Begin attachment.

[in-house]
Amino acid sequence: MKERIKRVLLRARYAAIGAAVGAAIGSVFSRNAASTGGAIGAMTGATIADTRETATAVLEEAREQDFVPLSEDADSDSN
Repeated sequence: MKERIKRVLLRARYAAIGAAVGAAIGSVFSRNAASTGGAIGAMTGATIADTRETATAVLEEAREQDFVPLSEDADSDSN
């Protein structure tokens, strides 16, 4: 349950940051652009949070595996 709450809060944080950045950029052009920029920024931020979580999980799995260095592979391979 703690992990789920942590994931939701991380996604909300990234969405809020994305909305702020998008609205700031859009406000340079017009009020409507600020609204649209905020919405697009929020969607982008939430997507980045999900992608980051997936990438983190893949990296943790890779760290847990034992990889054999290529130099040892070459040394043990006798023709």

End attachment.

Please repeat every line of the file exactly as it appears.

[in-house]
Amino acid sequence: MKERIKRVLLRARYAAIGAAVGAAIGSVFSRNAASTGGAIGAMTGATIADTRETATAVLEEAREQDFVPLSEDADSDSN
Repeated sequence: MKERIKRVLLRARYAAIGAAVGAAIGSVFSRNAASTGGAIGAMTGATIADTRETATAVLEEAREQDFVPLSEDADSDSN
């Protein structure tokens, strides 16, 4: 349950940051652009949070595996 709450809060944080950045950029052009920029920024931020979580999980799995260095592979391979 703690992990789920942590994931939701991380996604909300990234969405809020994305909305702020998008609205700031859009406000340079017009009020409507600020609204649209905020919405697009929020969607982008939430997507980045999900992608980051997936990438983190893949990296943790890779760290847990034992990889054999290529130099040892070459040394043990006798023709």